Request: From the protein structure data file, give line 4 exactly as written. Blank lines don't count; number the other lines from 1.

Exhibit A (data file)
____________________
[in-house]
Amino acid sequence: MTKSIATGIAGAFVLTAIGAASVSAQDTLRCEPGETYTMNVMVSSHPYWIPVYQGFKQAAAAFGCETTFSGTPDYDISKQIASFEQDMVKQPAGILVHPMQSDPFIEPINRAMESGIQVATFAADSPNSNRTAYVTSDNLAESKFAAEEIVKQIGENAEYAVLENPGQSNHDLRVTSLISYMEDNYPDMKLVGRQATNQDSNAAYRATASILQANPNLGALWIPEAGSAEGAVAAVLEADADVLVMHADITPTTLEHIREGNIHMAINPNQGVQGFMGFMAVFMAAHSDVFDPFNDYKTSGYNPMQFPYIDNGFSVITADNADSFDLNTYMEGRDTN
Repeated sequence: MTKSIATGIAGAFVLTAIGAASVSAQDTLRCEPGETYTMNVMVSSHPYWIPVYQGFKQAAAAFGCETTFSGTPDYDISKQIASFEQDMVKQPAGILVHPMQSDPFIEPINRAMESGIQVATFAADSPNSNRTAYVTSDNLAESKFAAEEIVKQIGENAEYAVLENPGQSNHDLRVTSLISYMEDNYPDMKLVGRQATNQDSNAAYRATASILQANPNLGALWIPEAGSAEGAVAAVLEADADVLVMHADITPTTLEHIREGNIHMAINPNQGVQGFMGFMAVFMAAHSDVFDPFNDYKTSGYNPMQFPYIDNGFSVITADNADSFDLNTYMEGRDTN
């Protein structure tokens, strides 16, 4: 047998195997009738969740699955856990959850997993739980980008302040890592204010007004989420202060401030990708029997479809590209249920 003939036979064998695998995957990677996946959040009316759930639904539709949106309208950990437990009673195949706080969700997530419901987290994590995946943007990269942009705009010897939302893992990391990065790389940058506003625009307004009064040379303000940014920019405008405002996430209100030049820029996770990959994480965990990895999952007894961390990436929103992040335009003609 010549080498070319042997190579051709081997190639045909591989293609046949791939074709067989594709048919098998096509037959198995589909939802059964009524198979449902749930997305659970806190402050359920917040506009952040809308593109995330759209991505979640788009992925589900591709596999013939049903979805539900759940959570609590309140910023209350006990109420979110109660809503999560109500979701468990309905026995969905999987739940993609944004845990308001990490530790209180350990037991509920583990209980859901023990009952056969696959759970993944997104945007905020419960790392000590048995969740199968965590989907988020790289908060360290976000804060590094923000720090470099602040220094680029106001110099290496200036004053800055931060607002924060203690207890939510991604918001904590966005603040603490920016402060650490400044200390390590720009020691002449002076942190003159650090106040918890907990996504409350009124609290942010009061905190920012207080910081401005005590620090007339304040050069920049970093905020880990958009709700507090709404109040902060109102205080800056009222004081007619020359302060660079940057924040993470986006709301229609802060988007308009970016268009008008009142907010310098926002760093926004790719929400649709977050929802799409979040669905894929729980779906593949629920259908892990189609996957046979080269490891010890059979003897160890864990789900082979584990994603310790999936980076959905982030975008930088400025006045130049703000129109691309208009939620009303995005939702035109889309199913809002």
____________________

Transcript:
């Protein structure tokens, strides 16, 4: 047998195997009738969740699955856990959850997993739980980008302040890592204010007004989420202060401030990708029997479809590209249920 003939036979064998695998995957990677996946959040009316759930639904539709949106309208950990437990009673195949706080969700997530419901987290994590995946943007990269942009705009010897939302893992990391990065790389940058506003625009307004009064040379303000940014920019405008405002996430209100030049820029996770990959994480965990990895999952007894961390990436929103992040335009003609 010549080498070319042997190579051709081997190639045909591989293609046949791939074709067989594709048919098998096509037959198995589909939802059964009524198979449902749930997305659970806190402050359920917040506009952040809308593109995330759209991505979640788009992925589900591709596999013939049903979805539900759940959570609590309140910023209350006990109420979110109660809503999560109500979701468990309905026995969905999987739940993609944004845990308001990490530790209180350990037991509920583990209980859901023990009952056969696959759970993944997104945007905020419960790392000590048995969740199968965590989907988020790289908060360290976000804060590094923000720090470099602040220094680029106001110099290496200036004053800055931060607002924060203690207890939510991604918001904590966005603040603490920016402060650490400044200390390590720009020691002449002076942190003159650090106040918890907990996504409350009124609290942010009061905190920012207080910081401005005590620090007339304040050069920049970093905020880990958009709700507090709404109040902060109102205080800056009222004081007619020359302060660079940057924040993470986006709301229609802060988007308009970016268009008008009142907010310098926002760093926004790719929400649709977050929802799409979040669905894929729980779906593949629920259908892990189609996957046979080269490891010890059979003897160890864990789900082979584990994603310790999936980076959905982030975008930088400025006045130049703000129109691309208009939620009303995005939702035109889309199913809002």